AIDS Creating Global 'Orphans Crisis'

Abandoned HIV positive babies Sifiso, left, and Rose, right, at the Cotlands home in Johannesburg, South Africa, Tuesday, July 9, 2002. UNAIDS top official for Africa on Tuesday welcomed the world's recent focus on fighting HIV, but called for greater commitment to stop the spread of the deadly virus. About 28 million of the 40 million people infected with AIDS live in sub-Saharan Africa, according to a U.N. report released last week, and the numbers show no signs of abating.
In another grim report on the evolution of the global AIDS pandemic, experts estimated Wednesday that the number of children in the developing world orphaned by the disease will increase from 13.4 million today to 25 million in the next eight years.

Several statistics recently published have shown that the global epidemic has just begun, but Dr. Peter Piot, executive director of the U.N. AIDS agency, said the orphans report was one of the most shocking to be presented at the weeklong International AIDS Conference.

"In 1990 we had less than a million orphans due to AIDS," said one of the report's authors, Karen Stanecki of the U.S. Census Bureau.

In 1995 there were more than 4.5 million children in the developing world who had lost either or both of their parents. In 2001 that figure stood at 13.4 million.

In 2005 there will be 20 million and by 2010 the toll will pass 25 million, Stanecki said.

"This is without doubt one of the most shocking reports that has been released at this conference, and so many things have been said here," Piot said. "It is an illustration of how AIDS has moved to a truly family disease. AIDS has created an orphans crisis and that word is really not an exaggeration."

Even if the spread of HIV could be stopped today, the number of orphans would continue to increase for the next decade, added Anne Peterson of the U.S. Agency for International Development, or USAID.

Another report released Wednesday, by the Swiss-based advocacy and research group Association Francois-Xavier Bagnoud, predicted an even worse scenario — as many as 100 million orphans by 2010.

The estimates by Neil Monk, a social scientist with that group, include many more children in the definition of orphan.

International agency estimates only count children up to the age of 15 because government statistics classify people in 5-year age groups and cutting off at 15 was simpler than trying to calculate the numbers that would include older teens. The age limit was not set because children 16 and older cannot be termed orphans, U.N. researchers said.

"We've used a figure because it is important to quote a figure because people just won't listen if you don't," Monk said. "We know the truth is we can't put an exact figure on it."

"The true figure is not the important issue. The issue is that however many children it is today, never mind by 2010, we are not providing care and support for all of them. And do we really need to know the precise figure to provide this?" Monk said. "Do we need to be able to count the number of hugs that a child needs in order to be able to give them? Of course, the answer is no."

Dr. Helene Gayle, who heads AIDS programs at the Bill and Melinda Gates Foundation, said that whichever approach is taken to try to quantify the problem, it's important to be clear about how orphans are being defined.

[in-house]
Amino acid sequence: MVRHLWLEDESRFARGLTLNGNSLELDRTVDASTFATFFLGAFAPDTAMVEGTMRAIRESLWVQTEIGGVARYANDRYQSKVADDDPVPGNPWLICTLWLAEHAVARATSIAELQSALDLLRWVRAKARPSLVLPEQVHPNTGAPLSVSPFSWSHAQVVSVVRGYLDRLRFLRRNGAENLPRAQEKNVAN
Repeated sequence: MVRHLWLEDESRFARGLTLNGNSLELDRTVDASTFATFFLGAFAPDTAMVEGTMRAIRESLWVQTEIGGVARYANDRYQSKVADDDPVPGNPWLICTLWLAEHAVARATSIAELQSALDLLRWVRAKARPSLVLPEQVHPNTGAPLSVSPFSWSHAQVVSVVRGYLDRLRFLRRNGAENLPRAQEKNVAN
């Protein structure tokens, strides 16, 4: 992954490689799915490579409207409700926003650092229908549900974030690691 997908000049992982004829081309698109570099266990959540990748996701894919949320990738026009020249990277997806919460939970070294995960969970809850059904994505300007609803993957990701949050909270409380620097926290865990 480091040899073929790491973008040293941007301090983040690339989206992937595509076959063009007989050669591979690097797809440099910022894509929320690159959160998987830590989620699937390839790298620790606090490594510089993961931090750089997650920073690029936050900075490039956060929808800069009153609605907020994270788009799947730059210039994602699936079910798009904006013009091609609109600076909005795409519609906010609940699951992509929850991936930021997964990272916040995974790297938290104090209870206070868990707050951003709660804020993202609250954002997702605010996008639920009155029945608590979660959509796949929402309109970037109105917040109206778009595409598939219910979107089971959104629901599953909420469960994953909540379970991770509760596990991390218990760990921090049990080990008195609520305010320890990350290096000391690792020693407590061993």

"The bottom line is there will be tens of millions, perhaps hundreds of millions, as time goes by," she said. "What's needed are creative solutions, particularly ways to keep children in as normal a home environment as possible," Gayle said.

"Early on, people were talking about building huge orphanages. That's probably not going to be a reasonable solution, but are there ways to support extended families or other community members that are willing to take on children who have been orphaned?"

Gayle said countries need national plans to examine the needs of their orphans and to identify which organization are best suited to deliver.

Two years ago, three separate agencies produced reports predicting the size of the future population of AIDS orphans and each offered different predictions.

Part of the problem was that there are several ways to define an orphan. The classical definition is a child who has lost both its parents. However, children who have lost only their mothers are also sometimes considered orphans, and more recently, children with dead fathers have been included.

The latest study is a consensus report compiled by USAID, the U.S. Census Bureau, the U.N. AIDS agency and the U.N. children's agency and represents a more comprehensive look at the problem.

It offers estimates for three types of orphans — children aged 15 or younger living without mothers, those without fathers and those with no parents — as well as overall figures for children who have lost one or both of their parents.

The figures do not include the estimated 3 million children afflicted with HIV infection.

The report covers 88 countries in the developing world, where the majority of AIDS orphans are.

The U.N. AIDS agency estimates that outside the developing world, there are another 600,000 AIDS orphans, bringing the worldwide total to 14 million. There are no predictions for AIDS for how the orphan problem will evolve in the rich nations over the next eight years.